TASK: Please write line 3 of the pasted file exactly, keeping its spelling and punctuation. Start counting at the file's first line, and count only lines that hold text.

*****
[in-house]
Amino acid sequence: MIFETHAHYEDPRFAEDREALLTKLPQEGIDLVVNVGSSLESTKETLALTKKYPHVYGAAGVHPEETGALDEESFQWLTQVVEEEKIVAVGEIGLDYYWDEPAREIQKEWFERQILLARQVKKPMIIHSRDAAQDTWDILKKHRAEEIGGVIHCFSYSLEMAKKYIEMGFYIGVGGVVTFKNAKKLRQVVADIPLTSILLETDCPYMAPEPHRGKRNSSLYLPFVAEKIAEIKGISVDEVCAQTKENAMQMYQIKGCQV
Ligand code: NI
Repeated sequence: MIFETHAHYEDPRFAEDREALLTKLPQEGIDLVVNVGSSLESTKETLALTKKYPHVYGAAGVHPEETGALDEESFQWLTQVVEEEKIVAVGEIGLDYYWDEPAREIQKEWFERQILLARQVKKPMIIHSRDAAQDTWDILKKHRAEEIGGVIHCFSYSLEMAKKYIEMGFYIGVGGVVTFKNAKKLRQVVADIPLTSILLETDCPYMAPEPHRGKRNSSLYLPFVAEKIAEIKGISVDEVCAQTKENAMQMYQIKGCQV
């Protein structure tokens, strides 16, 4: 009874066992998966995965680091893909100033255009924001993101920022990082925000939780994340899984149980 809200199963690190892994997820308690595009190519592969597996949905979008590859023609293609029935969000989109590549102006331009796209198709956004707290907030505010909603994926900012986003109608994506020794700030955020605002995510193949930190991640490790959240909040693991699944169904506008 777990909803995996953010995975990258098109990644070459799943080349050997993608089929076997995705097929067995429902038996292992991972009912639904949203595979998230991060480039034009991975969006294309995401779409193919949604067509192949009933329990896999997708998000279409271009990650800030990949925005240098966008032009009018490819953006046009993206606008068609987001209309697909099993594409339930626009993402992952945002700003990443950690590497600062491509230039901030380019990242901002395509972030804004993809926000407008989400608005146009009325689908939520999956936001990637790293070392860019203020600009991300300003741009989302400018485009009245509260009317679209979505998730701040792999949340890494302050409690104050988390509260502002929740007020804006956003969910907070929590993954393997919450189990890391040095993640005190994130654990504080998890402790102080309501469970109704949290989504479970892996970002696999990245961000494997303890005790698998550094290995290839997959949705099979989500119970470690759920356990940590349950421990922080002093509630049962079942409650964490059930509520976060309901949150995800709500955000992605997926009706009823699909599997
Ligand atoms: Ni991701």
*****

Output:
Ligand code: NI